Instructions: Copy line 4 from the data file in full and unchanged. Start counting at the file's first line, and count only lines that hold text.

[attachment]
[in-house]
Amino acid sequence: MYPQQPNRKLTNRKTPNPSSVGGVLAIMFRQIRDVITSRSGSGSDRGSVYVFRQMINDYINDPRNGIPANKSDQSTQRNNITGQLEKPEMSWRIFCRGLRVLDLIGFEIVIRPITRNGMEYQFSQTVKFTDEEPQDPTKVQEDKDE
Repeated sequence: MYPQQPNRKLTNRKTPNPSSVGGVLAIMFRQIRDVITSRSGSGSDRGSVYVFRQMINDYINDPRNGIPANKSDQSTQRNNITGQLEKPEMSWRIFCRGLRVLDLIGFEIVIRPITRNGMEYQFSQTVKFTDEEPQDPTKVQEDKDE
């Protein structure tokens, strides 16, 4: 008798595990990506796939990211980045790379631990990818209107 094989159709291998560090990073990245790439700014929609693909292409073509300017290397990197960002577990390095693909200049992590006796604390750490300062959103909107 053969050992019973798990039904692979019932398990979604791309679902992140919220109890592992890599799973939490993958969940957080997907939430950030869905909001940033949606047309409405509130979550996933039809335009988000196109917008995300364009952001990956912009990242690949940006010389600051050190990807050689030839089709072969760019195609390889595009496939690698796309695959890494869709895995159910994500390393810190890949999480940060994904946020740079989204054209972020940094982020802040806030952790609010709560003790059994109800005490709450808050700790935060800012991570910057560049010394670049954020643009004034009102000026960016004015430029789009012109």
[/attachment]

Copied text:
């Protein structure tokens, strides 16, 4: 008798595990990506796939990211980045790379631990990818209107 094989159709291998560090990073990245790439700014929609693909292409073509300017290397990197960002577990390095693909200049992590006796604390750490300062959103909107 053969050992019973798990039904692979019932398990979604791309679902992140919220109890592992890599799973939490993958969940957080997907939430950030869905909001940033949606047309409405509130979550996933039809335009988000196109917008995300364009952001990956912009990242690949940006010389600051050190990807050689030839089709072969760019195609390889595009496939690698796309695959890494869709895995159910994500390393810190890949999480940060994904946020740079989204054209972020940094982020802040806030952790609010709560003790059994109800005490709450808050700790935060800012991570910057560049010394670049954020643009004034009102000026960016004015430029789009012109």